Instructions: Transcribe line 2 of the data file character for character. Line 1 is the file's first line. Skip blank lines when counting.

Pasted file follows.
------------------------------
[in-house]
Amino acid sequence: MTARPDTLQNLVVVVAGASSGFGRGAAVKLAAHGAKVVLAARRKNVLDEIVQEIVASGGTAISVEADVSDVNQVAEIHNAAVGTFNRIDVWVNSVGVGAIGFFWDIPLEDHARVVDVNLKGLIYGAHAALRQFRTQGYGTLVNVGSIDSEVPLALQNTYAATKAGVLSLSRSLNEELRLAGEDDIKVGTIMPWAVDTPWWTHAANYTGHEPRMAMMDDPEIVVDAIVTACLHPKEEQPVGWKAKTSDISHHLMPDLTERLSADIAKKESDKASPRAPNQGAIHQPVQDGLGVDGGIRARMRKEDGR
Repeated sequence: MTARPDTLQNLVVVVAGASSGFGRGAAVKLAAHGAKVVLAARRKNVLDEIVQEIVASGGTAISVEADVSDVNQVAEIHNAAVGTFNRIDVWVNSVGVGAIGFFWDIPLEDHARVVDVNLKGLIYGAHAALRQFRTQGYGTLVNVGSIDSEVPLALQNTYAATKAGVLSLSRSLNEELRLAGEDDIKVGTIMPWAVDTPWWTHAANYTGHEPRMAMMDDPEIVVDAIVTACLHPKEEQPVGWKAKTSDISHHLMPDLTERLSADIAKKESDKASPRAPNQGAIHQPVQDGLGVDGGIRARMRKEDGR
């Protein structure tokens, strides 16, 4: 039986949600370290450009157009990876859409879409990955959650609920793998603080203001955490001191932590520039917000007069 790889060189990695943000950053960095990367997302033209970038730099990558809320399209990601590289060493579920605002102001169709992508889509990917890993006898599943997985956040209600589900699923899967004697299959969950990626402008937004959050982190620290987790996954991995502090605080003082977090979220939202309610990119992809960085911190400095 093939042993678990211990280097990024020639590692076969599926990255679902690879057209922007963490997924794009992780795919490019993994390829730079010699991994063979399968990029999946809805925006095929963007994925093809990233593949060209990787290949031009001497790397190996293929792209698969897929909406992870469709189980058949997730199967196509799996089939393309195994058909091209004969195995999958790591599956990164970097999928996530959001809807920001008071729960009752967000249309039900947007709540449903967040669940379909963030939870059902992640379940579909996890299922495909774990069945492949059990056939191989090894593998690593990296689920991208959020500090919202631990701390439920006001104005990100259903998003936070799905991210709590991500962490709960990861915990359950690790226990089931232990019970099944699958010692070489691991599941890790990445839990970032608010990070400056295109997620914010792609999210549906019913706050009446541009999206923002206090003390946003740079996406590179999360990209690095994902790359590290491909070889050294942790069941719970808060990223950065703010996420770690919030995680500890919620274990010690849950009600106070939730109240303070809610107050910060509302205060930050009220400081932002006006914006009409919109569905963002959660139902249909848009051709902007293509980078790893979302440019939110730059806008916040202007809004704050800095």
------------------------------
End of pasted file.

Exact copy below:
Amino acid sequence: MTARPDTLQNLVVVVAGASSGFGRGAAVKLAAHGAKVVLAARRKNVLDEIVQEIVASGGTAISVEADVSDVNQVAEIHNAAVGTFNRIDVWVNSVGVGAIGFFWDIPLEDHARVVDVNLKGLIYGAHAALRQFRTQGYGTLVNVGSIDSEVPLALQNTYAATKAGVLSLSRSLNEELRLAGEDDIKVGTIMPWAVDTPWWTHAANYTGHEPRMAMMDDPEIVVDAIVTACLHPKEEQPVGWKAKTSDISHHLMPDLTERLSADIAKKESDKASPRAPNQGAIHQPVQDGLGVDGGIRARMRKEDGR